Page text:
For installed systems, Washington state has a net metering law that lets customers of power companies offset their electricity consumption with the production from renewable energy system such as solar panels. Consumers may need to apply to their electricity power provider to obtain the credit for net metering. Many providers have forms on their websites.
The process is straightforward. Net metering customers can purchase electricity from their electricity provider when they need it and can send electricity generated by their solar panels back to the electric grid when they do not need it. A meter records both the electricity from solar panels that is delivered to the power company and the amount of electricity from the power company that they use, spinning forward when you are using electricity from your power company, and spinning backward when you are delivering electricity from your solar panels to the grid. Customers receive a credit if they produce more electricity than they use, or they are charged if they purchase more than the produce.
In accordance with Washington state law, net metering credits expire on March 31 every year and credits from any excess electricity generation are “zeroed out”.
Net-metering is the result of a series of legislation that requires utilities to offer this option. The goal of the law, Net Metering of Electricity - RCW 80.60, is to stimulate development of renewable energy sources. Per Engrossed Second Substitute Senate Bill 5223 (2019), an electric utility shall offer to make net metering, pursuant to RCW 80.60.030, available to eligible customer-generators on a first-come, first-served basis until the earlier of either: June 30, 2029; or the first date upon which the cumulative generating capacity of net metering systems equals four percent of the utility's peak demand during 1996.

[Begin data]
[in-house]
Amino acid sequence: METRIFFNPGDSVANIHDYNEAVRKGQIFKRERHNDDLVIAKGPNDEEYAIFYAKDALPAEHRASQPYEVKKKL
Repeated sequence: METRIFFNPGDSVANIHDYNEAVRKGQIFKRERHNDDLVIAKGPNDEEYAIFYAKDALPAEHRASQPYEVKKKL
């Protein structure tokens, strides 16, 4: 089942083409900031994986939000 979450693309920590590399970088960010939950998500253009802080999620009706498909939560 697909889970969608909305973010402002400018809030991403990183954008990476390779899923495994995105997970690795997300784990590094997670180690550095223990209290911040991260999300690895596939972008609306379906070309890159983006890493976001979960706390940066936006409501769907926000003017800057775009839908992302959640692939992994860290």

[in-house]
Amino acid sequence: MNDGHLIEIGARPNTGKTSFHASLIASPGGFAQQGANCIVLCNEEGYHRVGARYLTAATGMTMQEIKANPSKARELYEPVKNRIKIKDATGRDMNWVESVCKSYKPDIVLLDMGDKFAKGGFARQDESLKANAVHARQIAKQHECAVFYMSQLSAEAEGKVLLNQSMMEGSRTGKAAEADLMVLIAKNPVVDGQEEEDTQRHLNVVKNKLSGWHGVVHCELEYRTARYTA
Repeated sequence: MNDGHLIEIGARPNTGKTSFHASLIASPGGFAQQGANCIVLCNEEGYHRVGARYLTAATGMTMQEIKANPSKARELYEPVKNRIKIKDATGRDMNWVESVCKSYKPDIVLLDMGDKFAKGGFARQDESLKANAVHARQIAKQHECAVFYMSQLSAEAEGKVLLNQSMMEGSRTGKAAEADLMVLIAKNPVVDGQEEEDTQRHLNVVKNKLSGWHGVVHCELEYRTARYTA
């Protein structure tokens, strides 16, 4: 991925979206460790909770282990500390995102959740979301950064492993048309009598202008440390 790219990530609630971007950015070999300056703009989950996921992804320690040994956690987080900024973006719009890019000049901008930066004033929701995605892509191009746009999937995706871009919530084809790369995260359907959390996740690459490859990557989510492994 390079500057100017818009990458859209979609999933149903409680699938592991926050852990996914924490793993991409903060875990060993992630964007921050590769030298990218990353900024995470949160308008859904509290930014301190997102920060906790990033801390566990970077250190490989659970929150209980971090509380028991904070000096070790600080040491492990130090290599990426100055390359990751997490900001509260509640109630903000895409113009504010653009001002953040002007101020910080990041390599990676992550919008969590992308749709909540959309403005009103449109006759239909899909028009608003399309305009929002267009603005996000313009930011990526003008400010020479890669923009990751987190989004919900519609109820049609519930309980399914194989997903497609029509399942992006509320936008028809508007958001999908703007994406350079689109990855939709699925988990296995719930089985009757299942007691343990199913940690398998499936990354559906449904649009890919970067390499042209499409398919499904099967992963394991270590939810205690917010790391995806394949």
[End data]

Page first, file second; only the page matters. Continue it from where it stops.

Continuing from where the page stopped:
Sales Tax Exemption
Benefits for installing solar panels include sales tax exemption from Washington State for qualifying solar equipment. From July 2019 and through December 2029, equipment for solar energy systems smaller than 100 kilowatts is exempt from state and local sales and use taxes. There is also a 50 percent tax exemption available for larger solar energy systems that are between 101 and 500 kilowatts. Different rules apply for systems 100 KW to 500 KW. Click to the bill report as passed during the 2019 legislative session.
Federal Income Tax Credit
At the federal level, consumers can receive a 30 percent federal tax credit for solar installations and this now includes energy storage devices that have a capacity rating of 3 kilowatt hours or greater. The Investment Tax Credit, or ITC, which was expanded and extended as part of the Inflation Reduction Act that Congress approved earlier in 2022, offers a tax credit for solar systems on residential that can be applied for a dollar-for-dollar reduction in the amount of income tax that would otherwise be owed. For commercial (under Section 48) properties, credit can be applied to both customer-sited commercial solar systems and large-scale utility solar farms. The credit drops to 26 percent in 2033 and 22 percent in 2034, then disappears in 2035 unless Congress extends it. The Solar Investment Tax Credit (“ITC”) is a federal tax credit for solar systems placed on residential (under Section 25D) and commercial (under Section 48) properties.
For 2022, under Section 25D, it offers a 26 percent tax credit for solar systems on residential that can be applied to a homeowner's personal income taxes. For commercial (under Section 48) properties, credit can be applied to both customer-sited commercial solar systems and large-scale utility solar farms. The 26 percent tax credit will fall to a 22 percent rate for projects that begin construction by the end of 2023, and then fall to 10 percent for large-scale solar projects and to zero percent for small scale solar projects in 2024. In August 2022, with the Inflation Reduction Act, Congress passed an extension of the ITC, raising it to 30% for the installation of which was between 2022-2032.
See the Homeowner’s Guide to the Federal Tax Credit for Solar Photovoltaics for more information.
Local Incentives for Energy Efficiency
Many utilities offer incentives and rebates for energy efficiency upgrades that help their customers reduce their use of electricity. Review a comprehensive list of PUDs and utilities in Washington state. Check your utility’s website to find out what they have to offer.
Washington State Renewable Energy System Incentive Program (RESIP)
The Renewable Energy Incentive Program (RESIP) is still an active program, however, it is fully subscribed and no longer taking new applicants. Due to the popularity of RESIP, this program ended June 30, 2021 and the Washington State Legislature has not authorized additional funding at this time. In 2017 Engrossed Substitute Senate Bill (ESSB) 5939 directed the WSU Energy Program to launch and administer a new program for citizens and businesses of Washington known as the Renewable Energy System Incentive Program (New Program).